MacIver News Service
By M.D. Kittle
MADISON – Christine Schweiger and her 10-year-old daughter, Monique, had just picked up chicken at a north side Milwaukee Popeyes when they were approached by two teens looking for a victim.
Jevon Jackson was 16 then, in November 1993, when he and a 15-year-old friend demanded money from Schweiger in the fast-food restaurant’s parking lot. Jackson, according to court documents, displayed a sawed-off shotgun and ordered the mother of three to her knees. When Schweiger pleaded that she didn’t have any money, Jackson cocked the shotgun and fired point blank at her head – execution style, in front of her horrified daughter.
Why? Jackson later told police he didn’t like Schweiger’s “attitude” when she said she didn’t have any money.
Nearly 25 years later, Jackson, who was found guilty of armed robbery and a particularly gruesome homicide, continues to contest his life sentence — unsuccessfully thus far. He will be eligible for parole when he is 101.
“If prison is truly about rehabilitation, then I’ve consistently demonstrated, over the past 20 years, that I am reformed and ready to integrate back into society as a productive, hard-working man,” Jackson, also known as inmate No. 299078, wrote on a blog site called “Second Chance for Juvenile Offenders.”
Social Justice warriors have made a lot of arguments – many of them loudly – for criminal justice reform. They like to feature the faces of inmates trapped in a broken system, particularly prisoners serving time for crimes committed as kids.
They could have picked a much more sympathetic witness than Jevon Jackson.
Gretchen Schuldt, executive director for the Wisconsin Justice Initiative, recently wrote a piece published in Urban Milwaukee on Jackson’s latest failed pursuit of a lighter sentence. WJI advocates for “progressive change in the Wisconsin justice system by educating the public about its real-life impacts,” according to its website.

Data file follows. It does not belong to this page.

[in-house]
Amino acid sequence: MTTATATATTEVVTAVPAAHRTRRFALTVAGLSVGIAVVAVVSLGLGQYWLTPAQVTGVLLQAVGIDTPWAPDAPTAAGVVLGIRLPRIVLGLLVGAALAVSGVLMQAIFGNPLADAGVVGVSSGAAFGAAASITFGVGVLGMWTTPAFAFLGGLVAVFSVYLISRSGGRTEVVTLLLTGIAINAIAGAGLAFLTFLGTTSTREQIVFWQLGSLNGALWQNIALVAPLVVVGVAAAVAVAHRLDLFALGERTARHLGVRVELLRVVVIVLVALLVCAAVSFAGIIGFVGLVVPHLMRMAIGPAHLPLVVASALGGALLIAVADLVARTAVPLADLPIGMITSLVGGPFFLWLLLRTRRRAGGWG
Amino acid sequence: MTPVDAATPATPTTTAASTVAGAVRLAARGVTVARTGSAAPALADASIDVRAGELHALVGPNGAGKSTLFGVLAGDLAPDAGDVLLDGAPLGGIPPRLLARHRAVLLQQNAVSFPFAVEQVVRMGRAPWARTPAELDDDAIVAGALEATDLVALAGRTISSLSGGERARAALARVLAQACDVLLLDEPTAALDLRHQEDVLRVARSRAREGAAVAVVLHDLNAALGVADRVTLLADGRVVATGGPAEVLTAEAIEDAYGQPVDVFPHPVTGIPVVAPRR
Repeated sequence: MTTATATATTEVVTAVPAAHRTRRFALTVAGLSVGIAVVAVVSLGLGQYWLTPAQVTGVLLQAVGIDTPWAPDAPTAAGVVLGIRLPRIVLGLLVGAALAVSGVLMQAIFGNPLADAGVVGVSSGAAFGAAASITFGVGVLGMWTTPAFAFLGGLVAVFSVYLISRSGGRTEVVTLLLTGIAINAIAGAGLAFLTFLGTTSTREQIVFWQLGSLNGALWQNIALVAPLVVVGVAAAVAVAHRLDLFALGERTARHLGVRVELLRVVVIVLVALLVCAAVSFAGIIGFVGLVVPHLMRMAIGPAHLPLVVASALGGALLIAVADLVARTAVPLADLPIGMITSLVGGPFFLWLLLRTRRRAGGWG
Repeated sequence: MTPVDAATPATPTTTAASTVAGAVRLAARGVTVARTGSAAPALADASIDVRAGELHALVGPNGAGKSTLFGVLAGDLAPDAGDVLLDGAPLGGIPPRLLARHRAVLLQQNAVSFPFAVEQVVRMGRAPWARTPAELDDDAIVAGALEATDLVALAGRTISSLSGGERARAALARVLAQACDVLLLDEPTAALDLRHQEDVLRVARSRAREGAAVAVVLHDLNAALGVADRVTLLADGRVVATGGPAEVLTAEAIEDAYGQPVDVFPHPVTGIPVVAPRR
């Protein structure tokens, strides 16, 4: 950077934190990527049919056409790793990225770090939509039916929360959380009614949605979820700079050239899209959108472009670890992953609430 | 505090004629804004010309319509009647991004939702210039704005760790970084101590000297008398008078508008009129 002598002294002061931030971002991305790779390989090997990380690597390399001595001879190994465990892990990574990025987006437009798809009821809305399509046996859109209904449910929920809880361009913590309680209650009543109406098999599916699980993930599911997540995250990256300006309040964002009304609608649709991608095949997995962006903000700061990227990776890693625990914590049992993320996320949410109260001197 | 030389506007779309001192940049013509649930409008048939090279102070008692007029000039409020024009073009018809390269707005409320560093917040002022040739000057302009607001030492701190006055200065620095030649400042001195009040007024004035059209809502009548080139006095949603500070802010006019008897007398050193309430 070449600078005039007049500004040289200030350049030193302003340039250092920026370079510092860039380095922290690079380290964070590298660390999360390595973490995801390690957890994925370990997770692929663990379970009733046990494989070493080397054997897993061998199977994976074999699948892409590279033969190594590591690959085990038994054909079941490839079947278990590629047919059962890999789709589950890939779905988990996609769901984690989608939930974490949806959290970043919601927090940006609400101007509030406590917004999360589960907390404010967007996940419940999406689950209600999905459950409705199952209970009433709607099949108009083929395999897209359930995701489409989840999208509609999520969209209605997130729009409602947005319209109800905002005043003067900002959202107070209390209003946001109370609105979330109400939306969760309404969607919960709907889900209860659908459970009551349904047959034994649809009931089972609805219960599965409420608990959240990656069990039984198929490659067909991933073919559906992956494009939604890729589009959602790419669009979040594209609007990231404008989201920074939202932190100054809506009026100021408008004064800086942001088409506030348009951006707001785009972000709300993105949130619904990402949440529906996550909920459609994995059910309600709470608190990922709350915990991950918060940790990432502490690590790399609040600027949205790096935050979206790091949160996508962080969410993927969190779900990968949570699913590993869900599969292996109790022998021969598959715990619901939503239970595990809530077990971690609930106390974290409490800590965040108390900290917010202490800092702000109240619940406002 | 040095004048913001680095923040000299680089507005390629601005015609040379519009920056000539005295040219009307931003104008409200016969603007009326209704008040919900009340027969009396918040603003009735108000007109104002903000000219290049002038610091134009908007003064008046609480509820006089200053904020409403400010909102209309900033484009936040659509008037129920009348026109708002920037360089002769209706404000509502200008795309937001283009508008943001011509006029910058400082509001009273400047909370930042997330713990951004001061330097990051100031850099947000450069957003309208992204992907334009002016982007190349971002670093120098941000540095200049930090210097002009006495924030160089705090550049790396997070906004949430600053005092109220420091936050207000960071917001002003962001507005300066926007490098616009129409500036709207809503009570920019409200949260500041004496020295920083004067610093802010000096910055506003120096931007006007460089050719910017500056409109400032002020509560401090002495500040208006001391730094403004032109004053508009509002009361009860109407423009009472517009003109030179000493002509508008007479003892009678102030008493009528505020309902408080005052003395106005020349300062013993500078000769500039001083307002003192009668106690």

“Jackson’s case illustrates the tensions inherent in life-without-parole sentences for juveniles,” Schuldt wrote. “Should young people be locked up without ever having a chance at parole, even if that means they will spend much more time in prison than an adult sentenced to life without parole?”
And that’s the problem with the far left and their idea of “criminal justice reform.” They’re big on “second chances” for criminals who murder mothers at point blank range.
In a Wisconsin Appeals Court ruling, Jackson sought re-sentencing under the premise that his constitutional rights had been violated.
The appeals court panel disagreed. The ruling notes the established points of law that “children are constitutionally different from adults for purposes of sentencing” and acknowledges Jackson’s sentence “is certainly severe.” But the punishment is not “disproportionately so based on the circumstances of the crime.”
There are rare juvenile offenders “whose crime reflects irreparable corruption.”
Jackson’s crime fits the bill.